What happens when we’re virtually (digitally) surrounded by thousands and still feel alone? Amazingly, Judaism has a built-in antidote to loneliness: It’s called the miracle of Shabbat.

But what happens when we’re virtually (digitally) surrounded by thousands and still feel alone? Amazingly, Judaism has a built-in antidote to loneliness: It’s called the miracle of Shabbat. 

I’m referring specifically to attending a Shabbat meal, one of the last guaranteed ways to see friends on a weekly basis. Imagine a built-in system that ensures that you see at least one or two friends a week, each week, for an entire year, and for Jews who observe the laws of Shabbat, that your phones are nowhere in sight during the entire interaction.

A Shabbat meal with a few friends, whether we’re hosts or guests, also offers an antidote to the majority of excuses we offer when explaining why we don’t make time to see friends in person. If your friends are inaccessible, a Shabbat dinner or lunch invite is hard to turn down. Simply put, everyone has to eat, and who would turn down a warm meal at a friend’s home?

A Shabbat meal also solves parents’ problem of feeling that they have to choose between their friends and their children on weekends. During a Shabbat meal, parents can spend time with both their kids and their friends, and as an added perk, kids have more chances to become socialized with other children and to associate Shabbat with fun and friendship. Of course, anyone who’s ever tried to rein in their younger kids during a Shabbat meal knows it’s impossible to give equal time to friends at the table, but again, there’s no substitution for seeing friends in person, even if you’re changing a diaper and pulling a copious amount of cholent out of your hair.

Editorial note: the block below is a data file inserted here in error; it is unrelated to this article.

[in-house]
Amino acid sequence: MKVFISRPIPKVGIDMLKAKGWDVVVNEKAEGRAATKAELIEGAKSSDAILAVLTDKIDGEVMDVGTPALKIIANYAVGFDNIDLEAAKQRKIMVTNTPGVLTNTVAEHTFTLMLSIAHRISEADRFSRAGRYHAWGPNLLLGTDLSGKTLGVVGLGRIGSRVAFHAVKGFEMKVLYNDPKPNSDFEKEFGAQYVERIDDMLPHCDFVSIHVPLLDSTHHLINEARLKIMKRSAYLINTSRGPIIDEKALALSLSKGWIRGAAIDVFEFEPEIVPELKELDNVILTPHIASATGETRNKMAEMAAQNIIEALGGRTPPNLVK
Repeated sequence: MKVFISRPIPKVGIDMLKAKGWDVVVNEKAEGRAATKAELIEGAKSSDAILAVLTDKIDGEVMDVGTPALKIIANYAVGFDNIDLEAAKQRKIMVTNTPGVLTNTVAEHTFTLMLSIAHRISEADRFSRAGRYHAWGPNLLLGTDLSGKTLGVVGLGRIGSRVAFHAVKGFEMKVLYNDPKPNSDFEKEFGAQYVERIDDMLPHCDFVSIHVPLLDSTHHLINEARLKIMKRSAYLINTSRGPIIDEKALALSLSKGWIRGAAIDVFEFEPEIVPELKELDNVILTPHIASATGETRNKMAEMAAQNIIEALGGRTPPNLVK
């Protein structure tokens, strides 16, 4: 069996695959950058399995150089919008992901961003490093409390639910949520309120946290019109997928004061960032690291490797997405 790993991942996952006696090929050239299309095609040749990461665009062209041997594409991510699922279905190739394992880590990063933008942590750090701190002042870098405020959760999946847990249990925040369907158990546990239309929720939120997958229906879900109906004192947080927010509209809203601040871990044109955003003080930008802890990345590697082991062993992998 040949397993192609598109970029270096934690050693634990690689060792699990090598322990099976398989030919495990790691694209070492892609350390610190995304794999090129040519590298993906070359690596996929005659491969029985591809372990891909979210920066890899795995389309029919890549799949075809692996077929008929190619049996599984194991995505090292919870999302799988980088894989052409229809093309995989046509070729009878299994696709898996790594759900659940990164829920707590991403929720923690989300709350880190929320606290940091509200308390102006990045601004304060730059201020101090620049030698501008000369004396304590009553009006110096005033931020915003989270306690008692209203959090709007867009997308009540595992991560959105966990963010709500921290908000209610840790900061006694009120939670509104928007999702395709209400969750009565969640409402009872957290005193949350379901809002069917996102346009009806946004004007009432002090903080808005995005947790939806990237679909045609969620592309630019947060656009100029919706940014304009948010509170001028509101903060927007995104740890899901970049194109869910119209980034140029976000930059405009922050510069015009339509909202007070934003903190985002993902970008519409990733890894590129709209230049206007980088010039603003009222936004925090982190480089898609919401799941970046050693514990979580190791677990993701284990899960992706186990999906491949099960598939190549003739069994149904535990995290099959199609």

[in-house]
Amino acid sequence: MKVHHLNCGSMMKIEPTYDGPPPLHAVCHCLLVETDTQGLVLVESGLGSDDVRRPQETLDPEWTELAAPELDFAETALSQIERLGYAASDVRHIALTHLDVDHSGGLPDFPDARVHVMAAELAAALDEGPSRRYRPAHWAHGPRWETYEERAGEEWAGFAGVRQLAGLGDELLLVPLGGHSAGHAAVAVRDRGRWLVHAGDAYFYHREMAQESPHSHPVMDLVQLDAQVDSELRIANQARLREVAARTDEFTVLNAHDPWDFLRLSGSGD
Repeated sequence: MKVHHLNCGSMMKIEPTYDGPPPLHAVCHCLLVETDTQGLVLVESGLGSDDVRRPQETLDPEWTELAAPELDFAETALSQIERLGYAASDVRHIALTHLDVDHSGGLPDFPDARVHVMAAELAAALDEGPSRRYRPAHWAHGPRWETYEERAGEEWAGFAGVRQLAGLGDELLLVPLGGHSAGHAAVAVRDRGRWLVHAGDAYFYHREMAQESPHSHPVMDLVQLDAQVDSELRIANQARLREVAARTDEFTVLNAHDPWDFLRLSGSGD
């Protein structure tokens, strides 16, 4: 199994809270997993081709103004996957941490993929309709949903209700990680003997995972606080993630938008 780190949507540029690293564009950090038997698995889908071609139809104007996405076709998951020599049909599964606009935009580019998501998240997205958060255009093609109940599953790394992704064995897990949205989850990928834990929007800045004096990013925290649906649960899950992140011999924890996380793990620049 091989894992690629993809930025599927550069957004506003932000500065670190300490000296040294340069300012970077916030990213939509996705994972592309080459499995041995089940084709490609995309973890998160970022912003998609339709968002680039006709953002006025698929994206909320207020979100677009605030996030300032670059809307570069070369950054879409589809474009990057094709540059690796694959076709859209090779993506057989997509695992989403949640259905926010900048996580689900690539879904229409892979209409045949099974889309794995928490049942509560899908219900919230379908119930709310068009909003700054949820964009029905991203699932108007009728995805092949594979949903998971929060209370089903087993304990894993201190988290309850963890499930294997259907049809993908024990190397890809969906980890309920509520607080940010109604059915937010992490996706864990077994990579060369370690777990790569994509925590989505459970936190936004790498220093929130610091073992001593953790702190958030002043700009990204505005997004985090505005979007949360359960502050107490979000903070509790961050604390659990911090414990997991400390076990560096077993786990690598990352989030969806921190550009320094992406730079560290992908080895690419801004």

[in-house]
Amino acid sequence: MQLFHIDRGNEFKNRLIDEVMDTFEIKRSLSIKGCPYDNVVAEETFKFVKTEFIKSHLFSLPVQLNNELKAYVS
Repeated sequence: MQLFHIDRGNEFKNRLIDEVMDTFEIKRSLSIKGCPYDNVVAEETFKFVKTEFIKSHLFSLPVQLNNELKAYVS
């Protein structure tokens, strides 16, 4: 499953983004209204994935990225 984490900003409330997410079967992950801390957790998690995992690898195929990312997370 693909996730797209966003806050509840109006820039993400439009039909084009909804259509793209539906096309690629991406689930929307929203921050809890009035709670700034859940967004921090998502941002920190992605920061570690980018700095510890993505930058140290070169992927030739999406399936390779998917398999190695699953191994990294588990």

I believe it’s important for children to see that their parents have friends. It’s worth asking if your child sees you in the presence of your phone more than in the presence of other people, including your partner.

If you’re concerned that hosting is too hard, order a few takeout items from the supermarket or host a potluck meal. If you’re not receiving enough invitations for a Shabbat meal, there’s a solution for that as well. It will take a little courage, but write a post on social media or in a group chat, and make it cute: “Extremely interesting young woman (you) would love to be hosted for Shabbat lunch this week. Will bring as much wine as needed.” Text a friend and ask if he or she is hosting soon. In the worst case, the answer will be “not this week,” but your friend will hopefully have you in mind for a meal in the near future. 

Recently, one of my friends posted in a group chat, “Who would like to host a couple and their two adorable children for Shabbat lunch this week? We’ll bring dessert and wipe all hands and noses before entry.” That kind of vulnerability touched my heart and I invited them right away. 

Before I was married, I spent many Shabbat lunches at home by myself because I wrongly believed that in order to host a good Shabbat meal, I needed to invite dozens of people. But that was too hard to manage. In hindsight, I should have invited at least one friend over. It doesn’t take more than that to relieve loneliness.

In January, we rush to commit to healthier habits, including a near-ubiquitous commitment to lose weight. With just one meal a week with a friend on Shabbat, we can take a break from focusing on what we’d like to lose, and open our eyes to everything we want to gain.


Tabby Refael is an award-winning, LA-based writer, speaker and civic action activist. Follow her on Twitter and Instagram @TabbyRefael.